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Workforce planning won’t save you [Blog]

Whilst the concept of workforce planning is not new by any means, implementation and optimisation of workforce planning can sometimes be low on the organisational agenda. This can be due to several factors, but a primary contributor as to why Workforce Planning can be viewed as a low priority, is that previous workforce planning exercises have resulted in little or no real benefit to the organisation. How is it that an activity, which has been generally accepted as crucial to organisational success, can fail to deliver outcomes for an organisation? One reason is that the expectations of the workforce planning process are unrealistic, and the other is that workforce planning isn’t conducted effectively. The following article explores the key outcomes that can be mistakenly sought from workforce planning, and how organisations can ensure that maximum value is generated from workforce planning.

Workforce planning won’t tell you why

The first stage of most workforce planning processes, after setting the context and understanding the organisation, is to conduct workforce analysis at some level. Trends and indicators such as employee turnover, demographics, absenteeism, recruitment success rates and retention figures can all provide an insight into how the organisation is performing and the likelihood of certain trends continuing into the future. However, if you have a high turnover rate for example, rudimentary workforce analysis is unlikely to reveal the causes of this other than applying general statistics (e.g. On average, 60% of employees leave their employer due to the actions and behaviours of their direct manager). Prior to conducting the workforce analysis, a workplace climate or employee engagement survey, even a very simple one, can provide useful insight into workforce trends and data, and help complete the picture as to why certain trends are occurring. This can be invaluable when developing strategies for the future, and will ensure that the workforce plan doesn’t simply focus on the number and skills of staff required, but also the organisational and individual development strategies that will ensure the organisation is able to achieve its objectives.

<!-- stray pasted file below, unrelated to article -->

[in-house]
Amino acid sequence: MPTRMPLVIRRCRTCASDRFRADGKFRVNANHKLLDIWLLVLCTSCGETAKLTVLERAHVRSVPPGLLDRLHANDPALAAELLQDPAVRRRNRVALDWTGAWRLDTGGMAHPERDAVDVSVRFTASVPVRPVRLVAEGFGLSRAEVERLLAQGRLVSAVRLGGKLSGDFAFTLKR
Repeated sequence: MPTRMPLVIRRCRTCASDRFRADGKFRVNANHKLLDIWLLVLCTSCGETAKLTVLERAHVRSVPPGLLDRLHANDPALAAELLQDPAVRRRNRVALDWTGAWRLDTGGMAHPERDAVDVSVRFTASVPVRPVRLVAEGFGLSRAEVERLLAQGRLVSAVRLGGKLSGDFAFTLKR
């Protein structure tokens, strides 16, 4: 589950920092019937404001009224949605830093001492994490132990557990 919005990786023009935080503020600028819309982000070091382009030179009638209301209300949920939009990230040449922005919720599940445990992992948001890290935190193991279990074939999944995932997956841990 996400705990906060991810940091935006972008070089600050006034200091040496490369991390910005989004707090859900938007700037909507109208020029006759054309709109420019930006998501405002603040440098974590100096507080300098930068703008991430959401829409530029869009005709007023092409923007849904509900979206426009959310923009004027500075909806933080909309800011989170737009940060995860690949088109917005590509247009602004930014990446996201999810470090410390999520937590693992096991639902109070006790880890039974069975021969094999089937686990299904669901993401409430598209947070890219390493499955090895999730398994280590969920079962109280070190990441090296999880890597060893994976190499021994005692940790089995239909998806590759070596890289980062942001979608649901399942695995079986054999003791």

Workforce planning won’t do your dirty work

Whilst workforce planning is generally associated with organisations that are in a growth phase, recently there has been an increase in workforce planning for organisations in a period of restructure or rationalisation. This is particularly true in the public sector, where organisational priorities and budget reduction targets require significant strategic workforce readjustment to meet tight budgetary and resourcing constraints. However, whilst a workforce plan can clearly demonstrate that certain skill sets or positions aren’t needed, this doesn’t necessarily make the process of implementation any easier. Especially during periods of workforce reduction, it is vital that not only workforce strategies are considered, but that specific change management is implemented to guide managers, those leaving the organisation, and those left behind through the process and assist with transition to the new way of business.

Workforce planning isn’t just for the HR Department

Too often managers look to the HR team to deliver a workforce plan, without any support or input from the business. Managers ask the HR Department to do workforce planning, thinking that this will resolve a specific issue or trend that is emerging within their organisation. Whilst workforce planning can be a catalyst to address key workforce issues, it’s important to recognise that workforce planning is not HR Planning. Workforce planning articulates what the organisation is going to do as a whole to meet the workforce needs of the organisation into the future, and needs to be informed by the needs and the priorities of the business. Furthermore, whilst a renewed workforce plan may be helpful to ensure that strategies reflect current trends and organisational objectives, this isn’t going to address the problem. Specific action needs to be planned and implemented, often by managers and supervisors. With recent studies consistently reporting that over 60 percent of employees make a decision to leave their organisation based on their direct manager, strategies will of course need to be focused on this crucial segment of the workforce.

Workforce planning won’t achieve anything – unless you implement it!

Too often workforce planning exercises focus on workforce analysis – it is easy to get caught up in the analysis of numbers, and spend time asking questions as to why specific trends are occurring. However unless the workforce planning process then includes the development of strategies and actions, it isn’t, by definition, actually a plan.

Finally, and most importantly, if the actions aren’t implemented, nothing will change. The most important element of workforce planning isn’t the planning process itself, it’s implementation. It’s vital to nominate those responsible, set deadlines and deliver.

If your organisation is lost in the wilderness, workforce planning won’t save you. But if you do it right, it will give you a clear map. All you have to do is follow it.

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About the author

Natasha Corbin